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Bacterial growth in multicellular aggregates leads to the emergence of complex lifecycles

Schwartzman, Julia A. and Ebrahimi, Ali and Chadwick, Grayson and Sato, Yuya and Orphan, Victoria and Cordero, Otto X. (2021) Bacterial growth in multicellular aggregates leads to the emergence of complex lifecycles. . (Unpublished) https://resolver.caltech.edu/CaltechAUTHORS:20211103-160314501

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Abstract

In response to environmental stresses such as starvation, many bacteria facultatively aggregate into multicellular structures that can attain new metabolic functions and behaviors. Despite the ubiquity and relevance of this form of collective behavior, we lack an understanding of how the spatiotemporal dynamics of aggregate development emerge from cellular physiology. Here, we show that the coupling between growth and spatial gradient formation leads to the emergence of a complex lifecycle, akin to those known for multicellular bacteria. Under otherwise carbon-limited growth conditions, the marine bacterium Vibrio splendidus 12B01 forms multicellular groups to collectively harvest carbon from the brown-algal polysaccharide alginate. This is achieved during growth on dissolved alginate polymer through formation of spherical, clonal clusters of cells that grow up to 40 μm in radius. Clusters develop striking spatial patterning as they grow due to phenotypic differentiation of sub-populations into a 'shell' of static cells surrounding a motile 'core'. Combining in situ measurements of cell physiology with transcriptomics, we show that shell cells express adhesive type IV pili, while motile core cells express carbon storage granules. The emergence of shell and core phenotypes is cued by opposing gradients of carbon and nitrogen that form within cell clusters due to local metabolic activity. Eventually, the shell ruptures, releasing the carbon-storing core, and we show that carbon-storing cells more readily propagate on alginate than non-carbon storing cells. We propose that phenotypic differentiation promotes the resilience of 12B01 groups by enabling clonal groups to grow larger and propagate more effectively. Phenotypic differentiation may be a widespread, but overlooked, strategy among bacteria to enhance resilience in the context of resource limitation.


Item Type:Report or Paper (Discussion Paper)
Related URLs:
URLURL TypeDescription
https://doi.org/10.1101/2021.11.01.466752DOIDiscussion Paper
https://github.com/jaschwartzman/12B01.gitRelated ItemCode
ORCID:
AuthorORCID
Schwartzman, Julia A.0000-0003-4563-4835
Chadwick, Grayson0000-0003-0700-9350
Orphan, Victoria0000-0002-5374-6178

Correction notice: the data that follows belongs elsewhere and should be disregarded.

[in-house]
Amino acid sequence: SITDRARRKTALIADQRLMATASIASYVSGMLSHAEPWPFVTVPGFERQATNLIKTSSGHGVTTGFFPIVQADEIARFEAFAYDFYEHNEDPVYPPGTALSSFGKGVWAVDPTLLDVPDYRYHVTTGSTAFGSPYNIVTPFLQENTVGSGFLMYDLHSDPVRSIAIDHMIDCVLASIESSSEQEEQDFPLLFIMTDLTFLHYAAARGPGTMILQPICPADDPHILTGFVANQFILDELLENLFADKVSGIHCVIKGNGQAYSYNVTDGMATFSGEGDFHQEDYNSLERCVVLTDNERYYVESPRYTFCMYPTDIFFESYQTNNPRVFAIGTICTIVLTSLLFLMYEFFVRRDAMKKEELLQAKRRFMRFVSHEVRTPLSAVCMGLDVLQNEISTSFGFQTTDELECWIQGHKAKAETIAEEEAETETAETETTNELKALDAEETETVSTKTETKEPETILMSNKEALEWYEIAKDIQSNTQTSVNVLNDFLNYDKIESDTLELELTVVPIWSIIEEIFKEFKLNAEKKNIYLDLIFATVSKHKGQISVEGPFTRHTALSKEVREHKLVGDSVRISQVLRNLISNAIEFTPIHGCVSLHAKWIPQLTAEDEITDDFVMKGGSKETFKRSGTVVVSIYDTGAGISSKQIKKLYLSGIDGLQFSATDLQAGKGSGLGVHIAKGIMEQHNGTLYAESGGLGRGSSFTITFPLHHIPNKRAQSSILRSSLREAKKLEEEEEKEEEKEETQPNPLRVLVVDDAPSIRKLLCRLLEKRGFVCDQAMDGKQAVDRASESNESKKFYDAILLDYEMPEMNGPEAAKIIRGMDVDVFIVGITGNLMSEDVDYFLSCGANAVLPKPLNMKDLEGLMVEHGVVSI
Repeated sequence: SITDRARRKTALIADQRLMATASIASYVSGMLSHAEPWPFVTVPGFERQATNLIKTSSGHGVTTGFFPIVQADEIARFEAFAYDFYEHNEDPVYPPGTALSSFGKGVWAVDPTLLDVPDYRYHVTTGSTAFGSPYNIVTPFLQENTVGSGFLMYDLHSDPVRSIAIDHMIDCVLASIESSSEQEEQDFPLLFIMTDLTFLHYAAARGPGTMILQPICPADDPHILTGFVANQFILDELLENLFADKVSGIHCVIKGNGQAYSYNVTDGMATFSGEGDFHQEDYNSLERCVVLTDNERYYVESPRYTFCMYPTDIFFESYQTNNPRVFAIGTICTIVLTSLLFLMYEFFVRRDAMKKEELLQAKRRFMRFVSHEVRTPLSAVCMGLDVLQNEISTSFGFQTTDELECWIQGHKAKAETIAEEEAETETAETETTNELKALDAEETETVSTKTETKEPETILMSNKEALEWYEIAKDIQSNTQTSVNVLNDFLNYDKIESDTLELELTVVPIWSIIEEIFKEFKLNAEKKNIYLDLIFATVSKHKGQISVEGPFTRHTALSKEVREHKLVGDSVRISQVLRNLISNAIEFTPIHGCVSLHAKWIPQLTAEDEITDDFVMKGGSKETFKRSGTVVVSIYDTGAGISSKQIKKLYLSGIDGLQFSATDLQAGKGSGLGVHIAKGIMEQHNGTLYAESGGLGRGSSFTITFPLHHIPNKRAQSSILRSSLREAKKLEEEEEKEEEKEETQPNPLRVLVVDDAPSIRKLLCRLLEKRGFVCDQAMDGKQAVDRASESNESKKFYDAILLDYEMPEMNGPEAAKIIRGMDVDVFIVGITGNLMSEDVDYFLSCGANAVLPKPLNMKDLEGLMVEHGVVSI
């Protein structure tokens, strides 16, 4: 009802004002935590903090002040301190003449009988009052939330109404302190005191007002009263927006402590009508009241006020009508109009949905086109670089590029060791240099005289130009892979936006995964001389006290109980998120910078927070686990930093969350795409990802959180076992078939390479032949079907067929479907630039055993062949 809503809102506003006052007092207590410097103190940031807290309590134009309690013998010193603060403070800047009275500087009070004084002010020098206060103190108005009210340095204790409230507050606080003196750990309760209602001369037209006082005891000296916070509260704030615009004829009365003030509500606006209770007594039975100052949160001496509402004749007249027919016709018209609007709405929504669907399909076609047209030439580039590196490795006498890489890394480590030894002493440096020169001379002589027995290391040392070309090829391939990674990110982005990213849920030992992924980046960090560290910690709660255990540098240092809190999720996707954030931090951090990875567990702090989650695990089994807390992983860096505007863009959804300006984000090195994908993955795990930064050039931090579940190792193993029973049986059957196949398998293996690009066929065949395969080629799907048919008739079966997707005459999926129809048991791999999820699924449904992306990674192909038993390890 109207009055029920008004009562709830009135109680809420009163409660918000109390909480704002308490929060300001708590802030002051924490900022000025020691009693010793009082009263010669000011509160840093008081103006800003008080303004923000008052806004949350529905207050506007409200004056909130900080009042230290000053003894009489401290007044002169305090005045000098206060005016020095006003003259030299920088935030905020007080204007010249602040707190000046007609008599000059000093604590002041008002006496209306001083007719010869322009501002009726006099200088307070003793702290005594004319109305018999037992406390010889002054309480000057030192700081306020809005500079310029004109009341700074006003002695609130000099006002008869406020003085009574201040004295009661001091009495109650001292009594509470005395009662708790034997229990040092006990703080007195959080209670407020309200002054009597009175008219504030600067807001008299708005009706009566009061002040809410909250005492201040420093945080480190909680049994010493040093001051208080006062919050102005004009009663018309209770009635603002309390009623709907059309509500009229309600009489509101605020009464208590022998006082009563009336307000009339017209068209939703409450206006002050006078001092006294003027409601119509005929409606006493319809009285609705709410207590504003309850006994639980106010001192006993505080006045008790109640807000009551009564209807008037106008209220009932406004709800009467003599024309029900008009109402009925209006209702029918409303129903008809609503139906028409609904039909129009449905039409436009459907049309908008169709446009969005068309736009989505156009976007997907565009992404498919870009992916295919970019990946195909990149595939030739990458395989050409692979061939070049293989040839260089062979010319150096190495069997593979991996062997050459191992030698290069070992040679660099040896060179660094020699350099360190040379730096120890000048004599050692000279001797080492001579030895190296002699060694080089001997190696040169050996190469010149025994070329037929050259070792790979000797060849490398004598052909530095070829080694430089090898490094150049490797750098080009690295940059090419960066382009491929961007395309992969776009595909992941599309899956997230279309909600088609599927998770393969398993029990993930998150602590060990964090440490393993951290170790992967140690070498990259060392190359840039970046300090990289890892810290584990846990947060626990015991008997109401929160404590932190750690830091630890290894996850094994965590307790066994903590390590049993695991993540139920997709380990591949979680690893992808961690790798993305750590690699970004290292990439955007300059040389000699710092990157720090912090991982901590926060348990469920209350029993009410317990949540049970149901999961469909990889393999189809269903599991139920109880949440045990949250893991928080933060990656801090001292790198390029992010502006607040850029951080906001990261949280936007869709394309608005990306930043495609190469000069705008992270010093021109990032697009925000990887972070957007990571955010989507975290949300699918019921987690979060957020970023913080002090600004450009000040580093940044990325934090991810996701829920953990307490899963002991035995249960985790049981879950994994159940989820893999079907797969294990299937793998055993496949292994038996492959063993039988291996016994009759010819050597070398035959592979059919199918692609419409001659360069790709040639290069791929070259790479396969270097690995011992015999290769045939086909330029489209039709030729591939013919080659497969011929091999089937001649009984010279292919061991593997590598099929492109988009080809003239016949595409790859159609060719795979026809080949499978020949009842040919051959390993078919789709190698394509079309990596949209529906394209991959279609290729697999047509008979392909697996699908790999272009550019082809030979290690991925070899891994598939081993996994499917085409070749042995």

Cordero, Otto X.0000-0002-2695-270X
Additional Information:The copyright holder for this preprint is the author/funder, who has granted bioRxiv a license to display the preprint in perpetuity. It is made available under a CC-BY-NC-ND 4.0 International license. This version posted November 1, 2021. We thank the Polz lab for kindly providing Vibrio splendidus 12B01. Glen D’Souza, Jan Hendrick Hehemann and Andreas Sichert provided critical advice about working with alginate. Steven Biller, Allison Coe, and members of the Chisholm lab for advice regarding RNA extraction and RNASeq data analysis. Yunbin Guan for assistance with nanoSIMS operations. We thank Terrence Hwa, Kapil Amernath, Ghita Ghessous and members of the Hwa lab, Martin Ackermann, and Ben Roller for their advice and discussions. A.E. acknowledges funding from Swiss National Science Foundation: Grants P2EZP2 175128 and P400PB_186751. Y.S. was funded through the Japan Society for the Promotion of Science KAKENHI (Grant Number 20H02291). This work was supported by Simons Foundation: Principles of Microbial Ecosystems (PriME) award number 542395. O.X.C and J.S acknowledge support from the Kavli Institute of Theoretical Physics National Science Foundation Grant No. NSF PHY-1748958, NIH Grant No. R25GM067110, the Gordon and Betty Moore Foundation Grant No. 2919.02, National Science Foundation under Grant No. NSF PHY-1748958. Author Contributions: J.S., A.E, and O.X. designed the study, with help from V.O. and G.C, about the design of stable isotope experiments. J.S, A.E., Y.S. and G.C. performed experiments. All authors contributed to data analysis and writing the paper. The authors declare no competing interests.
Funders:
Funding AgencyGrant Number
Swiss National Science Foundation (SNSF)P2EZP2_175128
Swiss National Science Foundation (SNSF)P400PB_186751
Japan Society for the Promotion of Science (JSPS)20H02291
Simons Foundation542395
Kavli Institute for Theoretical PhysicsUNSPECIFIED
NSFPHY-1748958
NIHR25GM067110
Gordon and Betty Moore Foundation2919.02
DOI:10.1101/2021.11.01.466752
Record Number:CaltechAUTHORS:20211103-160314501
Persistent URL:https://resolver.caltech.edu/CaltechAUTHORS:20211103-160314501
Official Citation:Bacterial growth in multicellular aggregates leads to the emergence of complex lifecycles. Julia A Schwartzman, Ali Ebrahimi, Grayson Chadwick, Yuya Sato, Victoria Orphan, Otto X Cordero. bioRxiv 2021.11.01.466752; doi: https://doi.org/10.1101/2021.11.01.466752
Usage Policy:No commercial reproduction, distribution, display or performance rights in this work are provided.
ID Code:111725
Collection:CaltechAUTHORS
Deposited By: Tony Diaz
Deposited On:03 Nov 2021 18:11
Last Modified:03 Nov 2021 18:11

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